The problem of course is the threat of a very real economic apocalypse. And the best case scenario, effective vassalization of the Eurozone, at most postpones this armeggedon. Lets put this in context, should the summit fail, the markets will panic, confidence will be shot, investments pulling out, companies winding up en masse, countries losing their Triple A status, Greece and Italy become unsalvageable messes, the Eurozone will literally fall apart and and the Eurobond becomes utterly utterly worthless, a collapse in the Eurozone will spread crisis and panic in the non-eurozone nations who may not be as economically devastated, but who will no longer seek to remain in the Eurozone to protect their own market interests and we will likely see the vigorous, and dangerous re-establishment of armed borders regardless of the schenglen agreement to prevent 'economic refugees' and God knows how that will spiral from there.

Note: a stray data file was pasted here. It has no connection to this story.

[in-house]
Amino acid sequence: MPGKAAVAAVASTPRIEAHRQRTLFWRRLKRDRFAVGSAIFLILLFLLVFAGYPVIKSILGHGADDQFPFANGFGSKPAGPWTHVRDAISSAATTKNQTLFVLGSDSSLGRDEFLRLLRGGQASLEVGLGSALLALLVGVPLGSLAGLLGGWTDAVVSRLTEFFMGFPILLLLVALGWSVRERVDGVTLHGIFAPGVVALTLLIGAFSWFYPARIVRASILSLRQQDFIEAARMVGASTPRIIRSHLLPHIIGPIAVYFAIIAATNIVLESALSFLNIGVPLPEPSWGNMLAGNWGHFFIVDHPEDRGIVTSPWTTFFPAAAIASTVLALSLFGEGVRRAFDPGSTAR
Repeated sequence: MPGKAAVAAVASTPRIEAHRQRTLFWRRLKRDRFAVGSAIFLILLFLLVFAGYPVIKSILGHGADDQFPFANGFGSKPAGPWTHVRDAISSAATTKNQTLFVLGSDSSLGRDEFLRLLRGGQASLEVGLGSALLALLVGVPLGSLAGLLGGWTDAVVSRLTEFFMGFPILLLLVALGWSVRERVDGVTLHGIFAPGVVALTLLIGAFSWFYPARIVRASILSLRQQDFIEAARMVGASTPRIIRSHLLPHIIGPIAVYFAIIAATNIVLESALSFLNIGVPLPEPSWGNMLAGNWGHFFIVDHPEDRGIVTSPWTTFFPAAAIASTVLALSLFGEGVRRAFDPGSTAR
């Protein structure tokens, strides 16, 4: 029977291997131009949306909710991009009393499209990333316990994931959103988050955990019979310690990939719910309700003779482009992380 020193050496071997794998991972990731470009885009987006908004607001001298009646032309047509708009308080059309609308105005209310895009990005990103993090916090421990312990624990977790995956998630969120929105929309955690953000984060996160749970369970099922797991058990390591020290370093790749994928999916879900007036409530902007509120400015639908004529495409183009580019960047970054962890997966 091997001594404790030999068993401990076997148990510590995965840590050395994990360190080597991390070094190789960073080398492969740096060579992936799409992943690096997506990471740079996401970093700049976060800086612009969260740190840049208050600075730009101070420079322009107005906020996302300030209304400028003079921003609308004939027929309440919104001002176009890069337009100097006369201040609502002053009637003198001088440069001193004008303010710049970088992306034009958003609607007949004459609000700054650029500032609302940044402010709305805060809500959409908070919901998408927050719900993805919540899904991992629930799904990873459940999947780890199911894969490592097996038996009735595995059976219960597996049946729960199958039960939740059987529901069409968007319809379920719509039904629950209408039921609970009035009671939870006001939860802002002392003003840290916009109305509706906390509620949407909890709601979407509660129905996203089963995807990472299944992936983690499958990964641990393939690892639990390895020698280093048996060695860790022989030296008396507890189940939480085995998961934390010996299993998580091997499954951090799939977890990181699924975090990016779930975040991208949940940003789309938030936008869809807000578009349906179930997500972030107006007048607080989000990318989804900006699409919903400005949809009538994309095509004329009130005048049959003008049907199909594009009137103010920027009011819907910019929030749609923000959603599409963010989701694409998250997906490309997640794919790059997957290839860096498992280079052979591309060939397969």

But wait there's more! America trades heavily with Europe and Obama made the mistake of reaffirming that 'If the eurozone fails, it will affect America' and because he said that, thanks to how markets actually work, it means it more then likely will and not in a small way. With the economic armeggedon in Europe potentially spreading to America and reaping a mighty toll upon the belagured superpower, we could see America falling to its own knees struglling to cope and should it collapse, so too will the north and potentially south American Markets, meaning China will be essentially left alone holding 'the happy fun ball' of an economic super-apocalypse. And we don't want to know what happens should China hit a speedbump while holding that thing.

Happy Christmas.